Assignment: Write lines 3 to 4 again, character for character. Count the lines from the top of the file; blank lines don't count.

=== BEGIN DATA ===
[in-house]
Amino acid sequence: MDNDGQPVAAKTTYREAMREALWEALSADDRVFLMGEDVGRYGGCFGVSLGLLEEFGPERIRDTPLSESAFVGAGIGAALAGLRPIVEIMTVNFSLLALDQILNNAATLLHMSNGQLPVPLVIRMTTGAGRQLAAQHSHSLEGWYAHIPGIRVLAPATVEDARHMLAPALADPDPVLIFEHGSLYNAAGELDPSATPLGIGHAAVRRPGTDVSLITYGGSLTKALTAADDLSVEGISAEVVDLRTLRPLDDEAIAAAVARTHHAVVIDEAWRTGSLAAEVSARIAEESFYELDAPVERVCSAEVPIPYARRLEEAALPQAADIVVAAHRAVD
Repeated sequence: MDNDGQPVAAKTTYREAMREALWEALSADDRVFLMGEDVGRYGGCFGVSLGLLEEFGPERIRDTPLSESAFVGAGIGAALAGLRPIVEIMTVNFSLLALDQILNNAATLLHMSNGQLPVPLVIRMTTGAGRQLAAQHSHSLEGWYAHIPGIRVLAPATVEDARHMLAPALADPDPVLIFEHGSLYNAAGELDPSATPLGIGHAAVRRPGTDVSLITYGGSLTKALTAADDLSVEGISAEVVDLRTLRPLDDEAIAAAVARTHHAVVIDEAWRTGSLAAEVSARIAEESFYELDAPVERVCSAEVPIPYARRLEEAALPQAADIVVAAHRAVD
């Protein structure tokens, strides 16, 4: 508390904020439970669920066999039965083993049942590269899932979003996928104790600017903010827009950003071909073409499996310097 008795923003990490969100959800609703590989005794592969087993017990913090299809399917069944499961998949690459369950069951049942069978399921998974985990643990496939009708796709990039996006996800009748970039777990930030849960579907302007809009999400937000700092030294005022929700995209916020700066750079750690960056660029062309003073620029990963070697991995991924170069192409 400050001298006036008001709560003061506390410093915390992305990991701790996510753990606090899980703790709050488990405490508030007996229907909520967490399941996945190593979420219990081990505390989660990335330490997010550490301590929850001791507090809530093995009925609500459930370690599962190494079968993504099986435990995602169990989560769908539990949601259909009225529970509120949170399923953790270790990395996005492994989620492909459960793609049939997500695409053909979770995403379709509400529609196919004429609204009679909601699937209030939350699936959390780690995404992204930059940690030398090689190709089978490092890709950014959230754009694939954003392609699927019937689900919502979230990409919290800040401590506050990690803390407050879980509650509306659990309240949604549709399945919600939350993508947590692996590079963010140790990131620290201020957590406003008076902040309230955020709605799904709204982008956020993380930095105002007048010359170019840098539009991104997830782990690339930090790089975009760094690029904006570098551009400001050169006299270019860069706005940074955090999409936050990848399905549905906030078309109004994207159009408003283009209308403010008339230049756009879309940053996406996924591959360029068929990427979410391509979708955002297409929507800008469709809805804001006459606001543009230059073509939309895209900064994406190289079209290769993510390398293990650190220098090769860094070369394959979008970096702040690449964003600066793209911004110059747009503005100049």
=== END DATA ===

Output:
Repeated sequence: MDNDGQPVAAKTTYREAMREALWEALSADDRVFLMGEDVGRYGGCFGVSLGLLEEFGPERIRDTPLSESAFVGAGIGAALAGLRPIVEIMTVNFSLLALDQILNNAATLLHMSNGQLPVPLVIRMTTGAGRQLAAQHSHSLEGWYAHIPGIRVLAPATVEDARHMLAPALADPDPVLIFEHGSLYNAAGELDPSATPLGIGHAAVRRPGTDVSLITYGGSLTKALTAADDLSVEGISAEVVDLRTLRPLDDEAIAAAVARTHHAVVIDEAWRTGSLAAEVSARIAEESFYELDAPVERVCSAEVPIPYARRLEEAALPQAADIVVAAHRAVD
């Protein structure tokens, strides 16, 4: 508390904020439970669920066999039965083993049942590269899932979003996928104790600017903010827009950003071909073409499996310097 008795923003990490969100959800609703590989005794592969087993017990913090299809399917069944499961998949690459369950069951049942069978399921998974985990643990496939009708796709990039996006996800009748970039777990930030849960579907302007809009999400937000700092030294005022929700995209916020700066750079750690960056660029062309003073620029990963070697991995991924170069192409 400050001298006036008001709560003061506390410093915390992305990991701790996510753990606090899980703790709050488990405490508030007996229907909520967490399941996945190593979420219990081990505390989660990335330490997010550490301590929850001791507090809530093995009925609500459930370690599962190494079968993504099986435990995602169990989560769908539990949601259909009225529970509120949170399923953790270790990395996005492994989620492909459960793609049939997500695409053909979770995403379709509400529609196919004429609204009679909601699937209030939350699936959390780690995404992204930059940690030398090689190709089978490092890709950014959230754009694939954003392609699927019937689900919502979230990409919290800040401590506050990690803390407050879980509650509306659990309240949604549709399945919600939350993508947590692996590079963010140790990131620290201020957590406003008076902040309230955020709605799904709204982008956020993380930095105002007048010359170019840098539009991104997830782990690339930090790089975009760094690029904006570098551009400001050169006299270019860069706005940074955090999409936050990848399905549905906030078309109004994207159009408003283009209308403010008339230049756009879309940053996406996924591959360029068929990427979410391509979708955002297409929507800008469709809805804001006459606001543009230059073509939309895209900064994406190289079209290769993510390398293990650190220098090769860094070369394959979008970096702040690449964003600066793209911004110059747009503005100049």